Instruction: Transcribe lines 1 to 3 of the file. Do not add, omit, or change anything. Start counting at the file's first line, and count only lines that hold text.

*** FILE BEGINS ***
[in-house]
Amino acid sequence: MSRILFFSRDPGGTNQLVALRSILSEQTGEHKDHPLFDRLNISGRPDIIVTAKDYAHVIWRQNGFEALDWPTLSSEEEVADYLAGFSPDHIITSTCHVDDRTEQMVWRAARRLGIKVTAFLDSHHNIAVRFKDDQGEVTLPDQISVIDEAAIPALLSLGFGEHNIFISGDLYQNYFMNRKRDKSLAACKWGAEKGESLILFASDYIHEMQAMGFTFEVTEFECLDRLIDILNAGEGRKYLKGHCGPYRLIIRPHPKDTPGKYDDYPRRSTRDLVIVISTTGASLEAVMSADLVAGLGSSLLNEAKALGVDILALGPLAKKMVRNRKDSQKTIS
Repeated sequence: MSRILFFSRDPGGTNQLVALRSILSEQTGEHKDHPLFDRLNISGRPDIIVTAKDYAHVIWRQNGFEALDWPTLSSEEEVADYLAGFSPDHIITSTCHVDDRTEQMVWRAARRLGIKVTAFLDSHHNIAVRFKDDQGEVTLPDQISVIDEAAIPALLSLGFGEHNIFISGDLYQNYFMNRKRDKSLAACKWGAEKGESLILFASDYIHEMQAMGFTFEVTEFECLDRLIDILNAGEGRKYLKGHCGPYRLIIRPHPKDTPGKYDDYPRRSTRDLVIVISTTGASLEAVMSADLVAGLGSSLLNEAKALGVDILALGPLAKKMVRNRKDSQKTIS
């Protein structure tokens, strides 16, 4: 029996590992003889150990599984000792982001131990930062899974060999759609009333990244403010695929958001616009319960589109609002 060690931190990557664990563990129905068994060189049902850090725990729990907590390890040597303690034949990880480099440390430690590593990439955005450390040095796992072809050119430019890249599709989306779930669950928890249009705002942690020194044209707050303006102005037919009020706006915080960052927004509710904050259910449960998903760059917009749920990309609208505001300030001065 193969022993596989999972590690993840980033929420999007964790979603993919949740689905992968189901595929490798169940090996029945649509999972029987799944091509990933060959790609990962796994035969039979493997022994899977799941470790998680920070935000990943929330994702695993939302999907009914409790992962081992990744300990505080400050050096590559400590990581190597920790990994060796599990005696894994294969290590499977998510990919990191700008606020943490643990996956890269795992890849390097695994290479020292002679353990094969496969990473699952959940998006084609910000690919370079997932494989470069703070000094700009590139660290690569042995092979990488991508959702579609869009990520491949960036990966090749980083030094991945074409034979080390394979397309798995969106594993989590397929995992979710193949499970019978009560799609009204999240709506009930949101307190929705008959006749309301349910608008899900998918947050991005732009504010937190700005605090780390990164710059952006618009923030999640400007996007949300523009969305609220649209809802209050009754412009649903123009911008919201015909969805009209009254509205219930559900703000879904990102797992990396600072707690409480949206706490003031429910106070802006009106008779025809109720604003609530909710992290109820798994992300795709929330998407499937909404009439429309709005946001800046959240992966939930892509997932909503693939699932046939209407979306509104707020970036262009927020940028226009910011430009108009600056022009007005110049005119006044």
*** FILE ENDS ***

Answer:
[in-house]
Amino acid sequence: MSRILFFSRDPGGTNQLVALRSILSEQTGEHKDHPLFDRLNISGRPDIIVTAKDYAHVIWRQNGFEALDWPTLSSEEEVADYLAGFSPDHIITSTCHVDDRTEQMVWRAARRLGIKVTAFLDSHHNIAVRFKDDQGEVTLPDQISVIDEAAIPALLSLGFGEHNIFISGDLYQNYFMNRKRDKSLAACKWGAEKGESLILFASDYIHEMQAMGFTFEVTEFECLDRLIDILNAGEGRKYLKGHCGPYRLIIRPHPKDTPGKYDDYPRRSTRDLVIVISTTGASLEAVMSADLVAGLGSSLLNEAKALGVDILALGPLAKKMVRNRKDSQKTIS
Repeated sequence: MSRILFFSRDPGGTNQLVALRSILSEQTGEHKDHPLFDRLNISGRPDIIVTAKDYAHVIWRQNGFEALDWPTLSSEEEVADYLAGFSPDHIITSTCHVDDRTEQMVWRAARRLGIKVTAFLDSHHNIAVRFKDDQGEVTLPDQISVIDEAAIPALLSLGFGEHNIFISGDLYQNYFMNRKRDKSLAACKWGAEKGESLILFASDYIHEMQAMGFTFEVTEFECLDRLIDILNAGEGRKYLKGHCGPYRLIIRPHPKDTPGKYDDYPRRSTRDLVIVISTTGASLEAVMSADLVAGLGSSLLNEAKALGVDILALGPLAKKMVRNRKDSQKTIS